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January 2008, Tracy Emin, Gagosian Gallery, Beverly Hills


 Tracey Emin, You Left Me Breathing, courtesy Gagosian Gallery, Beverly Hills

Tracy Emin
You Left Me Breathing
Gagosian Gallery, Beverly Hills


Words by Jeremy von Stilb, Whitehot LA

The hand drawn line, a scribble, a note written carelessly on a piece of paper. Such displays are rarely given any consideration beyond the purpose of their function. A grocery list, a quick measurement, a way to pass the time. It is this very gesture that is given great attention in the latest show at the Gagosian Gallery in Beverly Hills, California. This is Tracey Emin’s You Left Me Breathing; a show featuring works in various mediums that focus on the artist’s urgent and intimate actions.

Unlike many artists of late, Tracey Emin looks no further than her own emotional landscapes to provide the viewer with access to many autobiographical moments detailing her joys and failures. It is a small privilege to be able to view her work outside of her native England. It benefits her in that the reputation she has in Britain means little on America shores as she is known for emotional breakdowns on television interviews, public drunkenness, well published spats with other artists and other forms of bad girl behavior typically reserved for a rock star rather than one of the country’s most notable contemporary artists. Without any knowledge of the coverage of her in various tabloids, one is able to view her work and encounter the emotional vulnerability and confrontational self-expression that has always been present in her art. For her Los Angeles exhibition, Emin shows a large number of art works, including paintings, sculptures, neon and her signature sewn pieces. All of her works are rendered in a nervous series of gestures, whether it is 2-D, 3-D or light, the emphasis lies in her handiwork.

 
 Installation View, Tracey Emin You Left Me
 Breathing
, courtesy Gagosian Gallery,
 Beverly Hills

When entering the gallery one immediately notices the large neon sculpture that dominates the entire height of the gallery. It is a drawing of a flower, which has been reproduced with a complex system of neon tubing. On the other walls hang several canvases which feature two color fields and then hastily painted over with a number of muted colors. These works surround several sculptures that look like gatherings of white branches that reach up almost ten feet. All of these pieces are different renderings of her drawn images. The paintings are the obvious and most immediate manifestations of this as she is directly applying paint to the canvas. The works seem like direct representations of her inner turmoil, created in the height of her emotions. The neon and bronze works though are more considered given the lengthy process needed to create them. Instead they seem to freeze and re-contextualize her more immediate abilities of quickly rendering images. A quick sketch that might have taken only a minute to draw up is then reinterpreted into a giant neon work. The bending, illuminated glass is incredibly complex, but in depicting Emin’s personal imagery of a flower it seems like an effortless construction. The same goes for the bronze sculptures, which bring dimensionality to her quavering scrawls, as if what started as simple scratches on a tiny piece of paper are then magnified and given weight properly displaying the emotion that originally inspired their inception.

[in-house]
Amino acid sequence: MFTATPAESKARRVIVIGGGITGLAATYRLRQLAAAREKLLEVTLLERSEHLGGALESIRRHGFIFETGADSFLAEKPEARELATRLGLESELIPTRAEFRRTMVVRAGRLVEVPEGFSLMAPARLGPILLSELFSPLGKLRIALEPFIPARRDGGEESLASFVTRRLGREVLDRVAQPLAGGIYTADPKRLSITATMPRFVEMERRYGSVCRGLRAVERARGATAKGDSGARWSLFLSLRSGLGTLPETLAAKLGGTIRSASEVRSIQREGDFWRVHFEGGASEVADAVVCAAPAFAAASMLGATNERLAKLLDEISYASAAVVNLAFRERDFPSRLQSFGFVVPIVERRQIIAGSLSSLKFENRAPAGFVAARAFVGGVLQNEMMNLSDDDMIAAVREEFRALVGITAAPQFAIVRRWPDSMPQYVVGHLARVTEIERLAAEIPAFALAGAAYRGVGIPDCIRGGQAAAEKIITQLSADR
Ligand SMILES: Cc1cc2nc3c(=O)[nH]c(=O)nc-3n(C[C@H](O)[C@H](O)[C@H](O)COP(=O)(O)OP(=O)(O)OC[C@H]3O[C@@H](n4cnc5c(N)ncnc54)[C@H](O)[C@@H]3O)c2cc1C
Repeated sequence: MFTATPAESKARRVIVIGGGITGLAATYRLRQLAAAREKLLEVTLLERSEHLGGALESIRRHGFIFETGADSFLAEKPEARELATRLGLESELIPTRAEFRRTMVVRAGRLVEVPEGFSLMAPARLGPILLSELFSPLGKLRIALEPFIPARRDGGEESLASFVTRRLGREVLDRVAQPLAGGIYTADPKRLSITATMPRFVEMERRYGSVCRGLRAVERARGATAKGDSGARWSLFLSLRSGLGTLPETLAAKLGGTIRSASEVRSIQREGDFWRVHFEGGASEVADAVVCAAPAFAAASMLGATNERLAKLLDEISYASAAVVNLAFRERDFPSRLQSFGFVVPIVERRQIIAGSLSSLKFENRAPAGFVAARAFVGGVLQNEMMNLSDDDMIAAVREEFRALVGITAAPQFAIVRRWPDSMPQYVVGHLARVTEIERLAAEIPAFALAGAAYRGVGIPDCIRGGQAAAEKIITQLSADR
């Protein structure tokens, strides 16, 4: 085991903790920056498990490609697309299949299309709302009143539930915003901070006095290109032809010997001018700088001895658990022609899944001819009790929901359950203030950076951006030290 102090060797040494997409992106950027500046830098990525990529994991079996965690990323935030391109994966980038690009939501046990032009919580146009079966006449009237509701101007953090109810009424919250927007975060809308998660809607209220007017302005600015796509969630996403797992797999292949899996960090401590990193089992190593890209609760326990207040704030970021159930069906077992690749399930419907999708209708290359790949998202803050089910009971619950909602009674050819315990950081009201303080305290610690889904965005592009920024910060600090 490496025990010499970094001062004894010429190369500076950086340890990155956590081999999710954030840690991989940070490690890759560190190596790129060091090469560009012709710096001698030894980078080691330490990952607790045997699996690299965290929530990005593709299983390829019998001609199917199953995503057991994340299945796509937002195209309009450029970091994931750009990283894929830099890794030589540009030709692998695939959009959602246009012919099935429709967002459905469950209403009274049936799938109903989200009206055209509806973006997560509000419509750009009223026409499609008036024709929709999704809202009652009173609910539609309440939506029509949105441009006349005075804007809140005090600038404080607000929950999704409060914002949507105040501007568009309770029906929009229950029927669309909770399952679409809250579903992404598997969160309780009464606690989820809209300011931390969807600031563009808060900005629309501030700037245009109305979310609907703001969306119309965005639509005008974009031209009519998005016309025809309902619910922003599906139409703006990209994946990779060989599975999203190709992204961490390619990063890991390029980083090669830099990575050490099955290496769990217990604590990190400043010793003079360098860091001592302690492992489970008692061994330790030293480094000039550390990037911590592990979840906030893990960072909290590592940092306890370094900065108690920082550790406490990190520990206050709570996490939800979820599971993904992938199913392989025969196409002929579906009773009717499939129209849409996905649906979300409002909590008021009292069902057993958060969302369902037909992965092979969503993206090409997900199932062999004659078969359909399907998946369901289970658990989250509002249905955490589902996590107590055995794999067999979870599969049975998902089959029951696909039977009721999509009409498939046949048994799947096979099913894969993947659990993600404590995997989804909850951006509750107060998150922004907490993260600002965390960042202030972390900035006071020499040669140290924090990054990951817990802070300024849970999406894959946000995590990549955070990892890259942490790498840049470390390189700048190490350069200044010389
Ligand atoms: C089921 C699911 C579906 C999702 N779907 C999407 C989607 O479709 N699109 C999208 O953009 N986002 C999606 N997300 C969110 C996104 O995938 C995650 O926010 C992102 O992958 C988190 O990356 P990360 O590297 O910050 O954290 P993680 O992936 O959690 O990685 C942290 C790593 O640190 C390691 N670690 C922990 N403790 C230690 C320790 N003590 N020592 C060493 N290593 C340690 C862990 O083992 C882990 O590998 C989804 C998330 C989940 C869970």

Installation View, Tracey Emin You Left Me
 Breathing
, courtesy Gagosian Gallery,
 Beverly Hills

In other rooms, Emin’s needlework is on display. From a distance they look just like doodles one would find on a cocktail napkin. On close inspection it becomes obvious that they are in fact images that are hand sewn into white fabric. Many involve self-portraits of sprawled body parts, which also feature brief snippets of her poetry and personal thoughts. One of the most striking is Harder and Better, which measures 50 x 52 inches, a needlework image of her legs, stomach and genitals, with the personal message “Harder and better than all of you fuckers”. The large size of the piece betrays the personal intimacy of the imagery and thought. What appears to have been made quickly and sloppily out of a moment of frustration is suddenly grander given the detail of the stitching. It pulls the viewer in opposing directions by being confronted with something so intimate and immediate yet detailed and labor intensive at once.

This aesthetic applies to much of her work in general. Whether its painting, sculpture, drawing or needlework, Emin never loses the ability to depict her own gestural figurations. If the piece is physically made by her own hand or not, all of her art retains the loose, sometimes sloppy, occasionally malignant but always beautiful essence of handiwork. From her towering sculptures to the tiniest of her drawings, the concentration of her exposed self always looms large over the viewer. There is a gash in Tracey Emin’s heart, but that is the one thing she refuses to sew back together, as it’s the only way she can let us peer into her soul.

Jeremy von Stilb



Jeremy
von Stilb, born and raised in Tucson Arizona, moved out to
California five years ago in search of Hollywood dreams. Instead he
found art, and here we are now.

He currently works in photography and video and has a really great tan.        theivanparty@aol.com

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